Though the results didn't always show it, Wilsonville boys lacrosse head coach Michael Wilson noticed his players improving steadily throughout the season.
The underclassmen-laden Wilsonville team won 3-of-11 games during the regular season and lost to Liberty with a spot in the state playoffs on the line.
But in the Cascade Cup, Wilsonville showed the gains their hard work had reaped.
The Wildcats earned convincing wins over Ridgeview and Corvallis before falling to Hood River in the semifinals of the tournament featuring a constellation of teams that did not make the state playoffs.
"I was very pleased with how it came together. We were saying our mantra was 'Trust the process.' By the end of the year it really came together. The future is bright," Wilson said.
Wilsonville was an apparent underdog in its first round game against Ridgeview. The Wildcats had lost to Ridgeview 15-7 during the regular season and were seeded 11th whereas Ridgeview was seeded eighth.
And Ridgeview took an early lead and led for most of the game. But Wilsonville fought back and pulled out an 11-8 victory.
"We were trailing most of the game, but kept battling for every ground ball, every possession. We had to drive three hours to play a team that beat us by eight goals. That game showed how much they've grown," Wilson said.
Wilsonville then played No. 12 Corvallis in the Cascade Cup quarterfinals. The game was tied 7-7 at halftime and one Corvallis player scored all seven of the team's goals. So Wilson assigned senior Derek Irby to defend the player. Irby shut him down and the Wildcats won the second half 9-1 and the game 16-8.
In the semifinals, Wilsonville lost to No. 1-seed Hood River 15-2. The Wildcats hung tough with the Eagles in the first quarter — allowing just two goals — but Hood River dominated the rest of the game.
Wilsonville freshman Benjamin Nieuwstraten scored the Wildcats' first of two goals with 6:13 left in the third quarter.
Wilson says his team was simply outmanned.
"I think we ran out of numbers. We were running on empty. We had 14 players and one was injured. They had 20 and they subbed. They did a great job on ground balls and in transition," he said.
Still, Wilson said Wilsonville played its best lacrosse in the final weeks of the season.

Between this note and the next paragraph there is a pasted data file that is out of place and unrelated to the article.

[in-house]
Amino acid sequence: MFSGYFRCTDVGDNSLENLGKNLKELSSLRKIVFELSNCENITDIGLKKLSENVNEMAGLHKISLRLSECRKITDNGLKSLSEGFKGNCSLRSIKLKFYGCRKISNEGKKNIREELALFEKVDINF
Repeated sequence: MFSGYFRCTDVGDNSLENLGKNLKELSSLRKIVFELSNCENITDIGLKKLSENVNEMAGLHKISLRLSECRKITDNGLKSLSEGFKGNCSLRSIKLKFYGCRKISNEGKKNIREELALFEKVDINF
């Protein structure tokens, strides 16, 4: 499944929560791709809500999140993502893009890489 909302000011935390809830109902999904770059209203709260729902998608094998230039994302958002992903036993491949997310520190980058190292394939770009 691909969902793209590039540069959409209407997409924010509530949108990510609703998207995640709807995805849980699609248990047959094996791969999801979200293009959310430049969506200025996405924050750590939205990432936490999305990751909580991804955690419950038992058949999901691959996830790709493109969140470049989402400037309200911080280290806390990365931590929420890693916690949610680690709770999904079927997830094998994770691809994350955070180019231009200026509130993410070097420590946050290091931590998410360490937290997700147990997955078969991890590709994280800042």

"The chemistry got better and they trusted each other more offensively. Our offense worked more like we wanted it to all season. They moved the ball really well and found cutters," he said.
Seven Wilsonville players received all-Northwest Oregon Conference honors.
Goalkeeper Chris Branson was named First Team All-League, Keagan Jones, Kai McDonald and Derek Irby made Second Team All-League and Nieuwstraten, Cooper Mootz and Jay Brunston-Tatro were honorable mentions.
Wilson considers Branson one of the best goalkeepers in Oregon.
"He's just comfortable in the cage. He rarely gets rattled. He's like the quarterback of the defense. He's calling out where the ball is, where the help is coming from. Being a senior, he's had plenty of games of experience," Wilson said.
McDonald handled the vast majority of Wilsonville's face-offs and contributed both offensively and defensively.
"He just completely battled all year," Wilson said.
Irby is naturally an offensive player who switched to the defensive end to fortify the Wildcats' back line.
"He would have been higher than second team if he had played attack. He literally did whatever we needed him to do," Wilson said.
Despite being freshmen, Jones and Niewstraten led the Wildcats in goals this season.
"Both he (Jones) and Ben are so competitive. They just battle for every possession and every ground ball," Wilson said.